When It’s Hard to Recall

The recent recalls of dangerous toys and defective cribs have received a great deal of press attention, but closer analysis reveals that consumer product recalls are generally ineffective at getting most defective products out of consumers’ homes.

In many cases, the vast majority of the dangerous recalled items are never returned to the manufacturer. Confusing instructions, missing or late mailing labels, and store clerks who refuse to take returns are among the problems that consumers describe. Consumer advocates point to a problem with the system, which lets companies choose whether they’ll repair, replace, or refund defective or hazardous products.

Whatever the combination of reasons, it’s clear that many recall efforts simply don’t work. Annys Shin reporting in the Washington Post provides some recent alarming examples:

Retailer Target reported some of the worst results. It recalled 190,500 Kool Toyz playsets in November for containing lead paint. It offered consumers a full refund but reported 766 returns. The paint on some of the pieces contained as much as 15 times the lead allowed by law.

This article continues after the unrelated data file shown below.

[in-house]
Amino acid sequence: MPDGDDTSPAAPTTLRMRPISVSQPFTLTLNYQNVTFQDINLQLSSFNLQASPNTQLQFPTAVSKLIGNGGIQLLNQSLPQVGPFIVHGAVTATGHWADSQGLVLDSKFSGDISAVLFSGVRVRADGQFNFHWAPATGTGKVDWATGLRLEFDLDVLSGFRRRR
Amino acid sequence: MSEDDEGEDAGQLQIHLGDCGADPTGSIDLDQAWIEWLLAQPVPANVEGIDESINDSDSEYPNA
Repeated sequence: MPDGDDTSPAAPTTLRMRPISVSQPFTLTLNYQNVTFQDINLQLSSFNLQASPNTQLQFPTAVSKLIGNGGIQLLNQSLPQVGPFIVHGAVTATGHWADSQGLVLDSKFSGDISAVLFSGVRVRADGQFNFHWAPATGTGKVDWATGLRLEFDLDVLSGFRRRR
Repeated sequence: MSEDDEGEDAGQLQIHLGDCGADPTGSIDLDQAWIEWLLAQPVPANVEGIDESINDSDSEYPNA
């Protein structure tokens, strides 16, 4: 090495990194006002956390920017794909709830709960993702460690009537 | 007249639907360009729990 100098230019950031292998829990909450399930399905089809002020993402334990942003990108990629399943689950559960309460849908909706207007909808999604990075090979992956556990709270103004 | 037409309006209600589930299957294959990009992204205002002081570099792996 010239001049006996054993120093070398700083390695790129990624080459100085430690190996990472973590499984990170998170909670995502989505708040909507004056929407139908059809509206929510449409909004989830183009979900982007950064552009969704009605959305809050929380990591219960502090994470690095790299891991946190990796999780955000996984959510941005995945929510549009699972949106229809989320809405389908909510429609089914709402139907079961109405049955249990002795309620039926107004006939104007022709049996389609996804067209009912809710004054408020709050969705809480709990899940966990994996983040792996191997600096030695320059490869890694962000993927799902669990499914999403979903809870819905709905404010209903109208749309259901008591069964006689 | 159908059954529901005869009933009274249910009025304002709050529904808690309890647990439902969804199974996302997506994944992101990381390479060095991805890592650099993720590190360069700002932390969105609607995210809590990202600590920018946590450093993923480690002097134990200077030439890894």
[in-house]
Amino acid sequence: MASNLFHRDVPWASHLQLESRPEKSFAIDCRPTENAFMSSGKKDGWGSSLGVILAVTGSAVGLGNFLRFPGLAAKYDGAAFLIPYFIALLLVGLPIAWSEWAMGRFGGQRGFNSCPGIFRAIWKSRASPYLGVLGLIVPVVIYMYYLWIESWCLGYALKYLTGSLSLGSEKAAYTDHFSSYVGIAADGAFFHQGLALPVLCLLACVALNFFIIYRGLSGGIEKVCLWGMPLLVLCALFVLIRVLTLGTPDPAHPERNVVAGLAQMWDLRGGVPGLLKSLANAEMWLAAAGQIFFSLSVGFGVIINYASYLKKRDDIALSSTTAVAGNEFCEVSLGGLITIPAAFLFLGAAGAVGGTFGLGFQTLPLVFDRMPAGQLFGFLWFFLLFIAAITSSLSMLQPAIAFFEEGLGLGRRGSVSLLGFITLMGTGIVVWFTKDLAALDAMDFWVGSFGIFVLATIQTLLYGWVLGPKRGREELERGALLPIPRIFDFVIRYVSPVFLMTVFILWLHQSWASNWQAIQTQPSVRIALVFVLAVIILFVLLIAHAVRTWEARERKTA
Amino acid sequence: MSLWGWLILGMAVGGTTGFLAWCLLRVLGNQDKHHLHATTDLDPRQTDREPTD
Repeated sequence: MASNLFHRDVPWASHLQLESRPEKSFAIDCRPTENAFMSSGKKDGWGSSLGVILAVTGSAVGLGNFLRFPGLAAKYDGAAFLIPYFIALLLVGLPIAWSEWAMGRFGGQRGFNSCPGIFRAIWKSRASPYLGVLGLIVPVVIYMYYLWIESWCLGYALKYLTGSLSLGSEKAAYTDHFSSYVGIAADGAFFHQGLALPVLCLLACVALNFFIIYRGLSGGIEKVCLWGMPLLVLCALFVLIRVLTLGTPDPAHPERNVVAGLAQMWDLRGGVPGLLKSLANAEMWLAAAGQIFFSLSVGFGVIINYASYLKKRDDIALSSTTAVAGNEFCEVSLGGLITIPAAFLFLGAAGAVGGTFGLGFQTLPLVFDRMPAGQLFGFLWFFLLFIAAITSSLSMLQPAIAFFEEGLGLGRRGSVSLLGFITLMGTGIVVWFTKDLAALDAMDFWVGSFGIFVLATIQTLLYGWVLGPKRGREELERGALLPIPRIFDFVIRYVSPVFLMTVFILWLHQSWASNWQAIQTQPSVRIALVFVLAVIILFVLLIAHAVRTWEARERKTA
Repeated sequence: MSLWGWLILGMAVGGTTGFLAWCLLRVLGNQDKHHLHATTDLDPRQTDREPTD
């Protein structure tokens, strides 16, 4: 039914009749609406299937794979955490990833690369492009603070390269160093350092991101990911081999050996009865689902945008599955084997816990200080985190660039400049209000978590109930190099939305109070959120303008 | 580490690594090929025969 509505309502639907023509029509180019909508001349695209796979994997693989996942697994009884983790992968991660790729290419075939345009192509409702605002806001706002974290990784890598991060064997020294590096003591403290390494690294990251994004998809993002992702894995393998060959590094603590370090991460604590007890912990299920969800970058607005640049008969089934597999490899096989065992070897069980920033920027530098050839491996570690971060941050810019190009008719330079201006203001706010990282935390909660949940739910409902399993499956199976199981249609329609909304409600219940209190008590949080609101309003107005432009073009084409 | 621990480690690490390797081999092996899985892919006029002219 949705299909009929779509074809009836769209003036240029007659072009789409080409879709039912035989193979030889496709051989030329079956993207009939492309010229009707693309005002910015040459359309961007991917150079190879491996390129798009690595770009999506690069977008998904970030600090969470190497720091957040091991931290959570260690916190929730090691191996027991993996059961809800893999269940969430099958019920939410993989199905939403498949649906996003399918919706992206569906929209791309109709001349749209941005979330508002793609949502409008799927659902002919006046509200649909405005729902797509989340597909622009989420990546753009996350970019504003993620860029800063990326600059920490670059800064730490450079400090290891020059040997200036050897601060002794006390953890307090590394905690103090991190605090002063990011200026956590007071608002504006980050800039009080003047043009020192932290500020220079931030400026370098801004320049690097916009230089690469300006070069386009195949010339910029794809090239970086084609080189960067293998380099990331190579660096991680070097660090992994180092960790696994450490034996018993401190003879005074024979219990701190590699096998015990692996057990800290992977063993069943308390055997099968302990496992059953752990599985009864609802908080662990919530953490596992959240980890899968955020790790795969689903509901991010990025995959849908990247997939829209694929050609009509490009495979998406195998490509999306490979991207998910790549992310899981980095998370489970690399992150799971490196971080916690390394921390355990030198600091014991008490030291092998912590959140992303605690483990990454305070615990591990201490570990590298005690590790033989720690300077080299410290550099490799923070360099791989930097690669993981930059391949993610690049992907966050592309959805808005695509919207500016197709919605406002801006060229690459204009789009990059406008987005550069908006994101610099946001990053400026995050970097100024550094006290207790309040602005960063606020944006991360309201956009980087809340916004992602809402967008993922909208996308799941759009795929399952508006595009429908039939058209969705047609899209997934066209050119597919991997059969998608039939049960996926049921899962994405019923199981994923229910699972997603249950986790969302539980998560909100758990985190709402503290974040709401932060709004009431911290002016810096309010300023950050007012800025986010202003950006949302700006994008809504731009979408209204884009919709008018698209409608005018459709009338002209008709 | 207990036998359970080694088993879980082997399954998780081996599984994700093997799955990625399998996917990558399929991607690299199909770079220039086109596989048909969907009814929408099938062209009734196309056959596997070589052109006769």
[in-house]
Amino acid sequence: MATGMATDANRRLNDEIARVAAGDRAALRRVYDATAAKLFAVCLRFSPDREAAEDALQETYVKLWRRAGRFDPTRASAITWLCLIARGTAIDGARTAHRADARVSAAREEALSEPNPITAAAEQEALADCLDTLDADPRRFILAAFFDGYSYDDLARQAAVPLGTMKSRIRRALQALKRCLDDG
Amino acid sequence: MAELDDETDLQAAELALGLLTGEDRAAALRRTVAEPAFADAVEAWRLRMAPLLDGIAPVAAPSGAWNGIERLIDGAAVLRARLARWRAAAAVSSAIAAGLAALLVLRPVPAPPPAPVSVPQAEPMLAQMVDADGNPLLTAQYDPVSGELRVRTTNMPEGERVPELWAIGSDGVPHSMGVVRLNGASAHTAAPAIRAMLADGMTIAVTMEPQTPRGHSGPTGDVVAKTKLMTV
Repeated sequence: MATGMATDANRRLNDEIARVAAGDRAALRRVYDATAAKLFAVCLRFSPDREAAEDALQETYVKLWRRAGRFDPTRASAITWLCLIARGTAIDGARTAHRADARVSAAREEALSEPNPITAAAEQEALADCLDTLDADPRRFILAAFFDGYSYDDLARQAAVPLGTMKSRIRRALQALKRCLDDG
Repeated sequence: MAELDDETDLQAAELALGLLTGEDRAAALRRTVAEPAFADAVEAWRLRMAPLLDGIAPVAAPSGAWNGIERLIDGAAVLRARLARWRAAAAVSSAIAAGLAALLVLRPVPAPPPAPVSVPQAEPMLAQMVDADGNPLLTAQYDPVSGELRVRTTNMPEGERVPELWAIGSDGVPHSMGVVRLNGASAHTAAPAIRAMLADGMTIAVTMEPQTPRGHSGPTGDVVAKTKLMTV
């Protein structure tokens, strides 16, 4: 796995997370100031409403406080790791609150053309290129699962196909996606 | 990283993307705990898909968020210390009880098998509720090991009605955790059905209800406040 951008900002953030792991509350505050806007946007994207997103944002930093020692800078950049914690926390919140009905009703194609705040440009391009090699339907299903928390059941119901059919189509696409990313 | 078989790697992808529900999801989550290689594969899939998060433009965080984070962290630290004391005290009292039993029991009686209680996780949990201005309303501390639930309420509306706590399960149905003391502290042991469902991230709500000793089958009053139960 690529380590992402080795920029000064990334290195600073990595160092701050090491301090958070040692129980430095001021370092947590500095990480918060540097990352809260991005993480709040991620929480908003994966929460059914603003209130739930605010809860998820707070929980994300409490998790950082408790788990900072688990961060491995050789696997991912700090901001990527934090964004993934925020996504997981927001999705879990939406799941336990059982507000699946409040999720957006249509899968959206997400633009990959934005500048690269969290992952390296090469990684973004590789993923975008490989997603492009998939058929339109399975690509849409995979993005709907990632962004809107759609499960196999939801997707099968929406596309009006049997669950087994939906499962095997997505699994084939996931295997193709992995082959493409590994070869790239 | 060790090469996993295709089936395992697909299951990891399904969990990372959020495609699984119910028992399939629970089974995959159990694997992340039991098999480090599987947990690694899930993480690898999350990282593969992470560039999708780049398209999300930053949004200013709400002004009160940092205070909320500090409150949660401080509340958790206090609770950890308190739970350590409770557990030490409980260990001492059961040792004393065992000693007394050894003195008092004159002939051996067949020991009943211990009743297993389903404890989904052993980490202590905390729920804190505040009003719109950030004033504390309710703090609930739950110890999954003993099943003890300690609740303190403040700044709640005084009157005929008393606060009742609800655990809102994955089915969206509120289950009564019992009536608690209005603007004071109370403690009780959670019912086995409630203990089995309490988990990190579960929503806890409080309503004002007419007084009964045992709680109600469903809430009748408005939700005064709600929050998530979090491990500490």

The company that had the best response was RC2, the Oak Brook, Ill., maker of Thomas & Friends toys. Consumers sent in 590,000 of the 1.5 million toys it recalled in March for potentially containing lead paint, company spokeswoman Nancy Davies said.

In comments supporting a petition calling for product registration cards to accompany children’s products, Consumers Union noted that “An evaluation of CPSC’s fast track recall program in 1998 estimated that manufacturers couldn’t account for 70-90% of sold infant products after they have been recalled.”

When even the more successful recalls are bringing in less than 50% of the products in question, that means the majority of the end users may still be at risk – of neurological damage related to lead paint exposure, suffocation from a defective crib rail, or other serious consequences.

It’s far better to prevent hazardous products from making it to shelves in the first place. But when a recall is necessary, though, CPSC needs to have stronger rules in place.

Or better yet, let’s use the current public interest in lead-contaminated toys to rethink the entire notification and replacement system.

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